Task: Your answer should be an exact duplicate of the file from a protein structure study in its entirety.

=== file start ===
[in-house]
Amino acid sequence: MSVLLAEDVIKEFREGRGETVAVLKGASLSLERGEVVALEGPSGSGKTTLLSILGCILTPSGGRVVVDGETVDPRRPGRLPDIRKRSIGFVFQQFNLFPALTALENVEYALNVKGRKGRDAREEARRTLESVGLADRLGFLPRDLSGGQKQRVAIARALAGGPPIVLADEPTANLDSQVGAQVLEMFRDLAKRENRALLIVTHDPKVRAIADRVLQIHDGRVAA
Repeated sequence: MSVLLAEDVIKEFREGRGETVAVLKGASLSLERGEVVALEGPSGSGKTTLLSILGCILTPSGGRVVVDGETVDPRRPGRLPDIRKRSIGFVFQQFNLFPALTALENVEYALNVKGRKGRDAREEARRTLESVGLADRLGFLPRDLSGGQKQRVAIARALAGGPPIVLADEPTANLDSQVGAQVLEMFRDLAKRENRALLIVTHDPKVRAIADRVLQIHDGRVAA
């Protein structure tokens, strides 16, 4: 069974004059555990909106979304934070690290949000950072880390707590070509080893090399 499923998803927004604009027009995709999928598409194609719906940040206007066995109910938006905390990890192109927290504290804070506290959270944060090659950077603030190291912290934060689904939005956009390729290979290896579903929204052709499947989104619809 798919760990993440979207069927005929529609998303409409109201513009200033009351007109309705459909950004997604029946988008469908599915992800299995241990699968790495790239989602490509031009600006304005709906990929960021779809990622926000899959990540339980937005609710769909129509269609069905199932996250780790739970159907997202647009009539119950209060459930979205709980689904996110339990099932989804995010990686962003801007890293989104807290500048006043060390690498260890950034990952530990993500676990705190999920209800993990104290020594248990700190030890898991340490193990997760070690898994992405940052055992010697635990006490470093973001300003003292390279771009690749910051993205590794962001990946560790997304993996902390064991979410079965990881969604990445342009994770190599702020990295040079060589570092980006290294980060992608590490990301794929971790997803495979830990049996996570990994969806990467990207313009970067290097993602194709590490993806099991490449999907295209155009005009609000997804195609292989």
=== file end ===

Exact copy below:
[in-house]
Amino acid sequence: MSVLLAEDVIKEFREGRGETVAVLKGASLSLERGEVVALEGPSGSGKTTLLSILGCILTPSGGRVVVDGETVDPRRPGRLPDIRKRSIGFVFQQFNLFPALTALENVEYALNVKGRKGRDAREEARRTLESVGLADRLGFLPRDLSGGQKQRVAIARALAGGPPIVLADEPTANLDSQVGAQVLEMFRDLAKRENRALLIVTHDPKVRAIADRVLQIHDGRVAA
Repeated sequence: MSVLLAEDVIKEFREGRGETVAVLKGASLSLERGEVVALEGPSGSGKTTLLSILGCILTPSGGRVVVDGETVDPRRPGRLPDIRKRSIGFVFQQFNLFPALTALENVEYALNVKGRKGRDAREEARRTLESVGLADRLGFLPRDLSGGQKQRVAIARALAGGPPIVLADEPTANLDSQVGAQVLEMFRDLAKRENRALLIVTHDPKVRAIADRVLQIHDGRVAA
């Protein structure tokens, strides 16, 4: 069974004059555990909106979304934070690290949000950072880390707590070509080893090399 499923998803927004604009027009995709999928598409194609719906940040206007066995109910938006905390990890192109927290504290804070506290959270944060090659950077603030190291912290934060689904939005956009390729290979290896579903929204052709499947989104619809 798919760990993440979207069927005929529609998303409409109201513009200033009351007109309705459909950004997604029946988008469908599915992800299995241990699968790495790239989602490509031009600006304005709906990929960021779809990622926000899959990540339980937005609710769909129509269609069905199932996250780790739970159907997202647009009539119950209060459930979205709980689904996110339990099932989804995010990686962003801007890293989104807290500048006043060390690498260890950034990952530990993500676990705190999920209800993990104290020594248990700190030890898991340490193990997760070690898994992405940052055992010697635990006490470093973001300003003292390279771009690749910051993205590794962001990946560790997304993996902390064991979410079965990881969604990445342009994770190599702020990295040079060589570092980006290294980060992608590490990301794929971790997803495979830990049996996570990994969806990467990207313009970067290097993602194709590490993806099991490449999907295209155009005009609000997804195609292989």